Russia's giant Yamal LNG plant went on line above the Arctic Circle this week, an example of growing interest in the fuel. Photo: AFP
The world's energy companies are being increasingly enticed by liquefied natural gas, thanks to an expected rise in global demand and the fuel's flexibility when compared to costly, long-term pipeline projects.
France's Total, which holds a 20 percent stake in the Yamal project that went on line in the Russian Arctic on Friday, recently announced it was buying some of the LNG assets of Engie, another French energy firm, catapulting it into the number two spot in the sector.
Anglo-Dutch Shell is the top firm in the industry, having bought rival BG Group in 2016 for 47 billion pounds (currently 53 billion euros, $63 billion).
"I do expect LNG demand to grow in the next few years for a number of reasons as part of the overall growth in demand for natural gas," said Peter Hartley, a professor of economics at Rice University.
Demand is expected to increase as the need for energy grows along with the economies of developing nations.
It offers customers the advantage of polluting less than coal or oil and can provide power when renewables such as wind or sun do not produce enough energy.
The International Energy Agency (IEA) forecasts a 45 percent rise in natural gas consumption in the coming quarter century.
It expects developing nations in Asia, Africa, Latin America and the Middle East to account for 80 percent of that increase.
A worker inspects a pipe near the new LNG plant in the port of Sabetta in the Arctic circle. Photo: AFP
Liquefied gas offers numerous advantages for energy firms.
When natural gas is chilled to the point that it liquefies, it shrinks considerably in volume, making it more convenient to transport by ship.
It also offers more flexibility than pipelines, said Thierry Bros, a senior research at the Oxford Institute for Energy Studies.
"When you are an LNG supplier you go where the market tells you to go," said Bros.
"With LNG you can't make a mistake," he said, while for pipelines, companies must invest huge sums of money and enter into long-term contracts with clients who may later not want to buy as much gas.
That flexibility is also valued by client countries.
"Many countries are looking to LNG as a more secure source of natural gas imports than pipelines," said Rice University's Hartley.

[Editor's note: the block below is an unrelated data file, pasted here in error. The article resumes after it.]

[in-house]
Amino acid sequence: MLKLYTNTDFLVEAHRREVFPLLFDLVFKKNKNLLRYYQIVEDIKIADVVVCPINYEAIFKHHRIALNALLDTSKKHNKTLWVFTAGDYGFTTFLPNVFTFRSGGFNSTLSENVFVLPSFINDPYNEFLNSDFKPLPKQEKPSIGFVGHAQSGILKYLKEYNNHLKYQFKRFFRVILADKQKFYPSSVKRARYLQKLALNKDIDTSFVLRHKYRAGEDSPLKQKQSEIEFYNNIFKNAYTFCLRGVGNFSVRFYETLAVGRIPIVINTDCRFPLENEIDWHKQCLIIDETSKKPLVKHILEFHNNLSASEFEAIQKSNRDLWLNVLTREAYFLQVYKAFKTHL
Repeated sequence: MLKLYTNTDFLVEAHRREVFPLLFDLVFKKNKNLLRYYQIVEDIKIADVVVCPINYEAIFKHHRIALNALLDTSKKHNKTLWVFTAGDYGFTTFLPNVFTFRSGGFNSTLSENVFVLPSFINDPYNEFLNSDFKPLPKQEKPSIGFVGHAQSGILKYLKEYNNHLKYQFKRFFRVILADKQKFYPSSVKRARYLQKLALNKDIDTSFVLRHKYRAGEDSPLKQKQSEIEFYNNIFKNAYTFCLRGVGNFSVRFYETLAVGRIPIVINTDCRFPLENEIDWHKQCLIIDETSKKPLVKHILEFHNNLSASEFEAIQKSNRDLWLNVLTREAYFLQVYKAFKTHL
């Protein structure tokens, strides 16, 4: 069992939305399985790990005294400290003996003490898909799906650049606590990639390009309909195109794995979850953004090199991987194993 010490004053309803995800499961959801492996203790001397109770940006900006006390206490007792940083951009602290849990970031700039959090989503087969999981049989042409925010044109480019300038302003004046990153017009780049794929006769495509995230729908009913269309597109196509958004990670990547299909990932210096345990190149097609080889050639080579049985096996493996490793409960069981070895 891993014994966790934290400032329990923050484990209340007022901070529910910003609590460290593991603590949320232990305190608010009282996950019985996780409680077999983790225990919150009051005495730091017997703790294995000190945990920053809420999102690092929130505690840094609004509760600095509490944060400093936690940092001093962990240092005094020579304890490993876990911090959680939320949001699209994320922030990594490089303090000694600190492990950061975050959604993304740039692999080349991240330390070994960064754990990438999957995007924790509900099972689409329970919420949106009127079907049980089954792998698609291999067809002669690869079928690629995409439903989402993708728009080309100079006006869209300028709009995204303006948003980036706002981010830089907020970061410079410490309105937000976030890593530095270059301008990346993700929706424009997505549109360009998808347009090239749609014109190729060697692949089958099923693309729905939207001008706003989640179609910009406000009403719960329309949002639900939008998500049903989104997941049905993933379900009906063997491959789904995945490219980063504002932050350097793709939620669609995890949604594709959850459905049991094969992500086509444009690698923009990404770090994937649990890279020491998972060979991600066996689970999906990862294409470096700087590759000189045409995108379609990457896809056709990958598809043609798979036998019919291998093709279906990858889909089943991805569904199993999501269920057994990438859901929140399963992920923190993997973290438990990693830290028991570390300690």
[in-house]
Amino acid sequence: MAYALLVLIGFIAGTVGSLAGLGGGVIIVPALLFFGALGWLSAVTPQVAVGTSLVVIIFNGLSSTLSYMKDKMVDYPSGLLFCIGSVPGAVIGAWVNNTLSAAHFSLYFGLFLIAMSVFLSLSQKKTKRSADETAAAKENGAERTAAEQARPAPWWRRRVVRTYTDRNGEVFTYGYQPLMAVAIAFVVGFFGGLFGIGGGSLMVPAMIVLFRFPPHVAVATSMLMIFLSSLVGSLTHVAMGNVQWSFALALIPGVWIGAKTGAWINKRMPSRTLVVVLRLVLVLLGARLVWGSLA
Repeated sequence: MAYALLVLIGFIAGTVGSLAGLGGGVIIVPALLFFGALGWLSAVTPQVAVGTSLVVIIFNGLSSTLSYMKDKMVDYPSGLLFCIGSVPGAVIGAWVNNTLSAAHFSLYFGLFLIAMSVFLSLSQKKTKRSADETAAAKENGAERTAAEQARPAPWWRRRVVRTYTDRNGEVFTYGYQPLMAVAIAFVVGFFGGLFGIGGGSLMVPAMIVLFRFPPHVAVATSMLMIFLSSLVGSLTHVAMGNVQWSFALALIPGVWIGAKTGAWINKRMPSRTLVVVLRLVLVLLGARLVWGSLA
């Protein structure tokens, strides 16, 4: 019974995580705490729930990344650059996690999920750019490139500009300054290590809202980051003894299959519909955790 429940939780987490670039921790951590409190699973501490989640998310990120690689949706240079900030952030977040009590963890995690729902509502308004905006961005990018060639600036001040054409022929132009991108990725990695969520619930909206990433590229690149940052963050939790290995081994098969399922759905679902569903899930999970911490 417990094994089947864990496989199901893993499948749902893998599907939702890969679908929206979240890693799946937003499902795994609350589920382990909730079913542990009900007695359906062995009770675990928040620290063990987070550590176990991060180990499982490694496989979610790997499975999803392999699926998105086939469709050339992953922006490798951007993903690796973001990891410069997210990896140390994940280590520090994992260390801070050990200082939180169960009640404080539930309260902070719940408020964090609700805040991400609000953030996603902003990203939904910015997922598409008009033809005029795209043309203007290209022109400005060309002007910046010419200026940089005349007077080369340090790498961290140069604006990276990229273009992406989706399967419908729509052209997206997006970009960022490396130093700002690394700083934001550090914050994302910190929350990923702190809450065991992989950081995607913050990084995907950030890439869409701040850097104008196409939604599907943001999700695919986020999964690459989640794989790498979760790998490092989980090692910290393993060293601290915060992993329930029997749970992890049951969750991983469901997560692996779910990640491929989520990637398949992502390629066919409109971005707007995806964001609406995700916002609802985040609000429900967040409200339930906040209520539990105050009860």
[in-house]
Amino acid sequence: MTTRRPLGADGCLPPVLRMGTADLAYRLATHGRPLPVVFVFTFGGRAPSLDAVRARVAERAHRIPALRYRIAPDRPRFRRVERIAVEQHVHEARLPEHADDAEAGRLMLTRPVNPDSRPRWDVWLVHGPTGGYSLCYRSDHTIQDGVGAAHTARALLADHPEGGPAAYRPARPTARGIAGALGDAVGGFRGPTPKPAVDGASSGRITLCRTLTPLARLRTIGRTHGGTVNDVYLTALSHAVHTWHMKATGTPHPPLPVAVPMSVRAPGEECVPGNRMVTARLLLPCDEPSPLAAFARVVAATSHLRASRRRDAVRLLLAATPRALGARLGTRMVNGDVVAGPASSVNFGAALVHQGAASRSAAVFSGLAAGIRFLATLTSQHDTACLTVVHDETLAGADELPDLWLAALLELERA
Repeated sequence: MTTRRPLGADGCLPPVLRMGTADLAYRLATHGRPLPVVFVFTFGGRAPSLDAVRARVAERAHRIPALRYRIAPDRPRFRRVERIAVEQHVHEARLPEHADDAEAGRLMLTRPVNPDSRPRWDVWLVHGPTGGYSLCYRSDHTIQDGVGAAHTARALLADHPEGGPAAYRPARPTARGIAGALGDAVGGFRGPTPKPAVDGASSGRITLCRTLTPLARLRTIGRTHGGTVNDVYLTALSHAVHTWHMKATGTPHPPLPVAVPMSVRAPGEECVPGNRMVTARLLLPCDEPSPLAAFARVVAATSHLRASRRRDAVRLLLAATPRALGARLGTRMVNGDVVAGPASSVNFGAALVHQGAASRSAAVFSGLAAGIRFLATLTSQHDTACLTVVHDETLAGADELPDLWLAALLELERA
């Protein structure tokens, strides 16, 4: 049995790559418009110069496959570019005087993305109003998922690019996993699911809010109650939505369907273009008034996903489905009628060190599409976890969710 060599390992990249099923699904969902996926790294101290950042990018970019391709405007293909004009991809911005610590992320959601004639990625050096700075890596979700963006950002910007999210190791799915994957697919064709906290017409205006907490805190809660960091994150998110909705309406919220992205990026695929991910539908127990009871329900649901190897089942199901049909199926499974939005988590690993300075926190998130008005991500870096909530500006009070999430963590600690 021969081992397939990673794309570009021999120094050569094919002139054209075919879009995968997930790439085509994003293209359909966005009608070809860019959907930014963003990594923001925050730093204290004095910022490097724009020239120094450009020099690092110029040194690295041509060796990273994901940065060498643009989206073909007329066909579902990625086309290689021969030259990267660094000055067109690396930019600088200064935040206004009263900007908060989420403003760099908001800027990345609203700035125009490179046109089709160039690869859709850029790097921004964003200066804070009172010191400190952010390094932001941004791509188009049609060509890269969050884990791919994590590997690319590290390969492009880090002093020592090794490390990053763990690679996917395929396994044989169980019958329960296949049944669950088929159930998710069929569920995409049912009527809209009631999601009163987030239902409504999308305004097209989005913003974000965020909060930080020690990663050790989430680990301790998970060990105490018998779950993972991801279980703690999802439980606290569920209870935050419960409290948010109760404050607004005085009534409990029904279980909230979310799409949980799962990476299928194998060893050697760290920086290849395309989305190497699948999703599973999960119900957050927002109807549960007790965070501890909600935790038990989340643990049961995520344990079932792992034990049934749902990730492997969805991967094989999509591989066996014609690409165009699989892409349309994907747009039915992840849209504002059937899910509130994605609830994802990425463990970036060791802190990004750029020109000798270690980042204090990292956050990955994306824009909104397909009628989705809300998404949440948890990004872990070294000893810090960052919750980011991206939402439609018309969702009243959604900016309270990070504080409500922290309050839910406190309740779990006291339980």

"LNG can be imported from many different potential suppliers while a pipeline tends to tie suppliers and customers to one another."
The IEA predicts that the growth of LNG will undermine the development of mega international gas pipeline projects, except those linking China with Russia and Turkmenistan which have that benefit from solid political and financial backing.
The mega pipeline projects are often hindered by geopolitical concerns which can delay their construction.
For example the Nord Stream 2 project to deliver more Russian gas directly to Germany via another pipeline under the Baltic Sea is running into opposition from eastern European nations as well the European Commission.
Demand for liquefied natural gas is expected to increase as the need for energy grows along with the economies of developing nations. Photo: AFP
When it comes to converting the LNG back into its gaseous state for transportation, the trend is to build smaller, more flexible, and cheaper terminals.
"For the past decade they've been building floating regasification terminals," noted Bros.
These offshore terminals, known in the industry as FSRUs, or Floating Storage Regasification Units, are often combined with storage facilities.
This flexibility is helping grow the worldwide market, with supply and demand more quickly met, as opposed to pipelines where suppliers and customers are often linked by contracts that run for years.
"LNG creates a more fluid, mobile global market place, allowing supply to respond to demand," said Tisha Schuller, head of the Adamantine Energy consultancy.
"Ultimately, this will increasingly stabilise natural gas prices," she said.